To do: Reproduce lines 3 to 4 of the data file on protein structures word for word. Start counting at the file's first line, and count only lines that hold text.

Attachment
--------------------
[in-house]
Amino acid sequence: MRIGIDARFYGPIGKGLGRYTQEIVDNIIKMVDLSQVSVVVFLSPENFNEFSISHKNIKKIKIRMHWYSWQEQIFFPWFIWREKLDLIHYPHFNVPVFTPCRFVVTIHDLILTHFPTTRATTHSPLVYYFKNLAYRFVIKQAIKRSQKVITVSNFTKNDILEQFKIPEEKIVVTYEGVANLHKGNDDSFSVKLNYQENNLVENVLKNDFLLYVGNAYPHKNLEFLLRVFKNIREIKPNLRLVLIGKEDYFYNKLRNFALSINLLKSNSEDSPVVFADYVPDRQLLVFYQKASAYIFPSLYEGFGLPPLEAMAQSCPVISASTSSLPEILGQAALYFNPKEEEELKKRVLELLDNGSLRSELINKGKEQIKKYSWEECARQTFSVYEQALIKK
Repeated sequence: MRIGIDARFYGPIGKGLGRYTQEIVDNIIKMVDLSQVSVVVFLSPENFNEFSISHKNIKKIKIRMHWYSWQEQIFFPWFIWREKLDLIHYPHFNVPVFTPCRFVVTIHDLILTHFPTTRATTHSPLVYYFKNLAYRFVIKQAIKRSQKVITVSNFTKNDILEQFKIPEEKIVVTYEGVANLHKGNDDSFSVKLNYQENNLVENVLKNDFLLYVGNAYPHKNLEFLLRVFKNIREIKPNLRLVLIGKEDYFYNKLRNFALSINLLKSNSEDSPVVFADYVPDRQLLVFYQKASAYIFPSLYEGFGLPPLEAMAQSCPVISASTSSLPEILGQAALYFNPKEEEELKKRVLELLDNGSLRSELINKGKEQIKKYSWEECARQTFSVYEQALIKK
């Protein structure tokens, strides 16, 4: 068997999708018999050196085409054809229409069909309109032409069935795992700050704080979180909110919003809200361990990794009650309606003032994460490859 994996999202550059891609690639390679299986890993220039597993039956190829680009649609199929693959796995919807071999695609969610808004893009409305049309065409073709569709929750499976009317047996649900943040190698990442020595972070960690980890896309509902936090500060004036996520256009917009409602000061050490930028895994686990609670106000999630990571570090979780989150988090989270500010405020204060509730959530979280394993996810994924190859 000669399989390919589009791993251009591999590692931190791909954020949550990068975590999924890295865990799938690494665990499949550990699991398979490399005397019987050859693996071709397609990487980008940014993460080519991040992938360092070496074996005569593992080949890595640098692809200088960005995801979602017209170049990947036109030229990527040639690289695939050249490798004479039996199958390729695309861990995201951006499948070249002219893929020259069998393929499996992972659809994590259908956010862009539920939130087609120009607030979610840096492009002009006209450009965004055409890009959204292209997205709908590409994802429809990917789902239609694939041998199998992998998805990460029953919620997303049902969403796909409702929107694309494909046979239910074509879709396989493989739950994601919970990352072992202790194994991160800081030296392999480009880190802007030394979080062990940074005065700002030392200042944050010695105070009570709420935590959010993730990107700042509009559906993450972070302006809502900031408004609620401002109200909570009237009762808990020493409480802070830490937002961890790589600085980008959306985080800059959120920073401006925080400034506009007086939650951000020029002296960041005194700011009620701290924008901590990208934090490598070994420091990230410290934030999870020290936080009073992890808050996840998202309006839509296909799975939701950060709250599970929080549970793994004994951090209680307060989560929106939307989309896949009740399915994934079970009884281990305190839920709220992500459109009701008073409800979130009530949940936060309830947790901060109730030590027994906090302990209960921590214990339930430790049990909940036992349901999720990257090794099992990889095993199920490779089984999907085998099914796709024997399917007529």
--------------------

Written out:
Repeated sequence: MRIGIDARFYGPIGKGLGRYTQEIVDNIIKMVDLSQVSVVVFLSPENFNEFSISHKNIKKIKIRMHWYSWQEQIFFPWFIWREKLDLIHYPHFNVPVFTPCRFVVTIHDLILTHFPTTRATTHSPLVYYFKNLAYRFVIKQAIKRSQKVITVSNFTKNDILEQFKIPEEKIVVTYEGVANLHKGNDDSFSVKLNYQENNLVENVLKNDFLLYVGNAYPHKNLEFLLRVFKNIREIKPNLRLVLIGKEDYFYNKLRNFALSINLLKSNSEDSPVVFADYVPDRQLLVFYQKASAYIFPSLYEGFGLPPLEAMAQSCPVISASTSSLPEILGQAALYFNPKEEEELKKRVLELLDNGSLRSELINKGKEQIKKYSWEECARQTFSVYEQALIKK
């Protein structure tokens, strides 16, 4: 068997999708018999050196085409054809229409069909309109032409069935795992700050704080979180909110919003809200361990990794009650309606003032994460490859 994996999202550059891609690639390679299986890993220039597993039956190829680009649609199929693959796995919807071999695609969610808004893009409305049309065409073709569709929750499976009317047996649900943040190698990442020595972070960690980890896309509902936090500060004036996520256009917009409602000061050490930028895994686990609670106000999630990571570090979780989150988090989270500010405020204060509730959530979280394993996810994924190859 000669399989390919589009791993251009591999590692931190791909954020949550990068975590999924890295865990799938690494665990499949550990699991398979490399005397019987050859693996071709397609990487980008940014993460080519991040992938360092070496074996005569593992080949890595640098692809200088960005995801979602017209170049990947036109030229990527040639690289695939050249490798004479039996199958390729695309861990995201951006499948070249002219893929020259069998393929499996992972659809994590259908956010862009539920939130087609120009607030979610840096492009002009006209450009965004055409890009959204292209997205709908590409994802429809990917789902239609694939041998199998992998998805990460029953919620997303049902969403796909409702929107694309494909046979239910074509879709396989493989739950994601919970990352072992202790194994991160800081030296392999480009880190802007030394979080062990940074005065700002030392200042944050010695105070009570709420935590959010993730990107700042509009559906993450972070302006809502900031408004609620401002109200909570009237009762808990020493409480802070830490937002961890790589600085980008959306985080800059959120920073401006925080400034506009007086939650951000020029002296960041005194700011009620701290924008901590990208934090490598070994420091990230410290934030999870020290936080009073992890808050996840998202309006839509296909799975939701950060709250599970929080549970793994004994951090209680307060989560929106939307989309896949009740399915994934079970009884281990305190839920709220992500459109009701008073409800979130009530949940936060309830947790901060109730030590027994906090302990209960921590214990339930430790049990909940036992349901999720990257090794099992990889095993199920490779089984999907085998099914796709024997399917007529």